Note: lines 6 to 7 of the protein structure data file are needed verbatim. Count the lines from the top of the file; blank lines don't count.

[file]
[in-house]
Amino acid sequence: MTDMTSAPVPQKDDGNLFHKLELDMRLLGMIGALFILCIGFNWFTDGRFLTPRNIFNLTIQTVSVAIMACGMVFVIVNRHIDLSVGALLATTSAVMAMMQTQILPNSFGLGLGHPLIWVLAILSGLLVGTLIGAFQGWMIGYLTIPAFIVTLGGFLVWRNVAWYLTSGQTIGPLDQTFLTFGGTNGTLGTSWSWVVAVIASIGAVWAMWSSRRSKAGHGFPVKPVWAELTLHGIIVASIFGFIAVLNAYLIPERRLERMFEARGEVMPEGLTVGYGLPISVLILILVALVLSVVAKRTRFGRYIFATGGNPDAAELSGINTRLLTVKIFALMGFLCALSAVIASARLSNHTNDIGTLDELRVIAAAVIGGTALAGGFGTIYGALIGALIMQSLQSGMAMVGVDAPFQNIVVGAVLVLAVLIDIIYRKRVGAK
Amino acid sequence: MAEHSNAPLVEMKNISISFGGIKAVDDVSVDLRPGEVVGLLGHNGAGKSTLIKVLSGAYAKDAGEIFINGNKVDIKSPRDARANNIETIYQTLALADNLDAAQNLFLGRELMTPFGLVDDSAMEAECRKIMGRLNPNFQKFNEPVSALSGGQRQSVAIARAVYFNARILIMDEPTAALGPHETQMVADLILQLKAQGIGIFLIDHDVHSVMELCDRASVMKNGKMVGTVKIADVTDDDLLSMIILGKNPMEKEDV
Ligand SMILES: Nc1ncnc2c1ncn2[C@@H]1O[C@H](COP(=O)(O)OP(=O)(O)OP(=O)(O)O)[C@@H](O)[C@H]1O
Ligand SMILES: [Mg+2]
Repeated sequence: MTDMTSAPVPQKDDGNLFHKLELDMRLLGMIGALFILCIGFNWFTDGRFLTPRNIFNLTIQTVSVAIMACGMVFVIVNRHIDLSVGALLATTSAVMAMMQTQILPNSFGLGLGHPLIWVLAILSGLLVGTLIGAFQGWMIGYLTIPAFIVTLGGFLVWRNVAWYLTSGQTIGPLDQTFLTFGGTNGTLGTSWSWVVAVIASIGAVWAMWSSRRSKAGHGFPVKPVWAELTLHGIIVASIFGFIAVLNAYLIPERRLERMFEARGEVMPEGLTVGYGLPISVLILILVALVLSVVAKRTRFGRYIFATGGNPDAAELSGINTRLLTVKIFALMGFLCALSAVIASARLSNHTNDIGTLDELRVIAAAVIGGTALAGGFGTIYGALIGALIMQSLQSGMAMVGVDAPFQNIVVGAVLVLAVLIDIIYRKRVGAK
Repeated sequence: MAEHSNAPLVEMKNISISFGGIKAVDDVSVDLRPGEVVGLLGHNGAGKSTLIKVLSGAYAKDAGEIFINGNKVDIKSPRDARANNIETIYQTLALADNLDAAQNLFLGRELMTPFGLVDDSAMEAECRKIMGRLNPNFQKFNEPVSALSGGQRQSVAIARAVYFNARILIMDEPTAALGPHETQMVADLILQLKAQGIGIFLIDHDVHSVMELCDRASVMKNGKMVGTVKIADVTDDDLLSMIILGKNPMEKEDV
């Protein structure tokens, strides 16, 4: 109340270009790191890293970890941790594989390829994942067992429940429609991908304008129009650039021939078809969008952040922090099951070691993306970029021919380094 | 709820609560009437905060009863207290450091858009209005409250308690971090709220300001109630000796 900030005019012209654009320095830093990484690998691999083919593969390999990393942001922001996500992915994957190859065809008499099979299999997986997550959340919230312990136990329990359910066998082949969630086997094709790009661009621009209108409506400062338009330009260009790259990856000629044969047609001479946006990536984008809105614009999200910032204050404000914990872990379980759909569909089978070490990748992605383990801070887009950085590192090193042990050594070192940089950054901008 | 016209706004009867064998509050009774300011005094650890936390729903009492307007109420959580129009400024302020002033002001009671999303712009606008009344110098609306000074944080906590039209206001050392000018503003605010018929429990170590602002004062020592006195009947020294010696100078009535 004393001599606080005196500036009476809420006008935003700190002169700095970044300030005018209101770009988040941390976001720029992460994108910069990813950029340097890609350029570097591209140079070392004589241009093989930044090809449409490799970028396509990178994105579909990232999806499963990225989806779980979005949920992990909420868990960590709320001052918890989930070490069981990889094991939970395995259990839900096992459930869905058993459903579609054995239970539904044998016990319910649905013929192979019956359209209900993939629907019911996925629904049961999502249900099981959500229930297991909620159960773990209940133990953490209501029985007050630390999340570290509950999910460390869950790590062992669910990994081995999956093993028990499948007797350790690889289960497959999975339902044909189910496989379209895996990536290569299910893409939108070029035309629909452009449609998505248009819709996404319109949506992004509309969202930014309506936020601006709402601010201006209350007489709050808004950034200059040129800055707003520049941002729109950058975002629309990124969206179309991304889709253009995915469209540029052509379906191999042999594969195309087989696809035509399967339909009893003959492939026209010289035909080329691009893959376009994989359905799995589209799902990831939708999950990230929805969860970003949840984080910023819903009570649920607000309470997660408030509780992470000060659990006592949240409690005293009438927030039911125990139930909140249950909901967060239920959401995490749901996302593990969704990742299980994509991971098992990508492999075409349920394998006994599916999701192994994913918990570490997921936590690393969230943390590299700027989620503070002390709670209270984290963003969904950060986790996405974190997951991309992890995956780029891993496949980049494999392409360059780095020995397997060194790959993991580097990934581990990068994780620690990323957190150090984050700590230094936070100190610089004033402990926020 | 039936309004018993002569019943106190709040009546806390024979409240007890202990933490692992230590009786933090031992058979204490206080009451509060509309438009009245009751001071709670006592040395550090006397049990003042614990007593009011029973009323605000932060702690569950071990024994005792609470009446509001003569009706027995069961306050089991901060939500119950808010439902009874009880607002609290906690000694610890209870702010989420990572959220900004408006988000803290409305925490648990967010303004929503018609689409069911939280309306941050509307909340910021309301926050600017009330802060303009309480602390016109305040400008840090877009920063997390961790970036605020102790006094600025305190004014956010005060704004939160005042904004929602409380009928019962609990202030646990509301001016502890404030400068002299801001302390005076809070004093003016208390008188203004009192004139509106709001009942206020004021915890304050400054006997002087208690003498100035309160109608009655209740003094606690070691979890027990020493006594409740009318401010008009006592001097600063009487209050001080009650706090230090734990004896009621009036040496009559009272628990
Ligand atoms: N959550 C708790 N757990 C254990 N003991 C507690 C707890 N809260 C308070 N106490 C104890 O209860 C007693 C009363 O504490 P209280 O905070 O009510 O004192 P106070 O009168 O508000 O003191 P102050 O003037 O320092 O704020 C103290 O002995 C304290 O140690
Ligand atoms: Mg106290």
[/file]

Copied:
Repeated sequence: MTDMTSAPVPQKDDGNLFHKLELDMRLLGMIGALFILCIGFNWFTDGRFLTPRNIFNLTIQTVSVAIMACGMVFVIVNRHIDLSVGALLATTSAVMAMMQTQILPNSFGLGLGHPLIWVLAILSGLLVGTLIGAFQGWMIGYLTIPAFIVTLGGFLVWRNVAWYLTSGQTIGPLDQTFLTFGGTNGTLGTSWSWVVAVIASIGAVWAMWSSRRSKAGHGFPVKPVWAELTLHGIIVASIFGFIAVLNAYLIPERRLERMFEARGEVMPEGLTVGYGLPISVLILILVALVLSVVAKRTRFGRYIFATGGNPDAAELSGINTRLLTVKIFALMGFLCALSAVIASARLSNHTNDIGTLDELRVIAAAVIGGTALAGGFGTIYGALIGALIMQSLQSGMAMVGVDAPFQNIVVGAVLVLAVLIDIIYRKRVGAK
Repeated sequence: MAEHSNAPLVEMKNISISFGGIKAVDDVSVDLRPGEVVGLLGHNGAGKSTLIKVLSGAYAKDAGEIFINGNKVDIKSPRDARANNIETIYQTLALADNLDAAQNLFLGRELMTPFGLVDDSAMEAECRKIMGRLNPNFQKFNEPVSALSGGQRQSVAIARAVYFNARILIMDEPTAALGPHETQMVADLILQLKAQGIGIFLIDHDVHSVMELCDRASVMKNGKMVGTVKIADVTDDDLLSMIILGKNPMEKEDV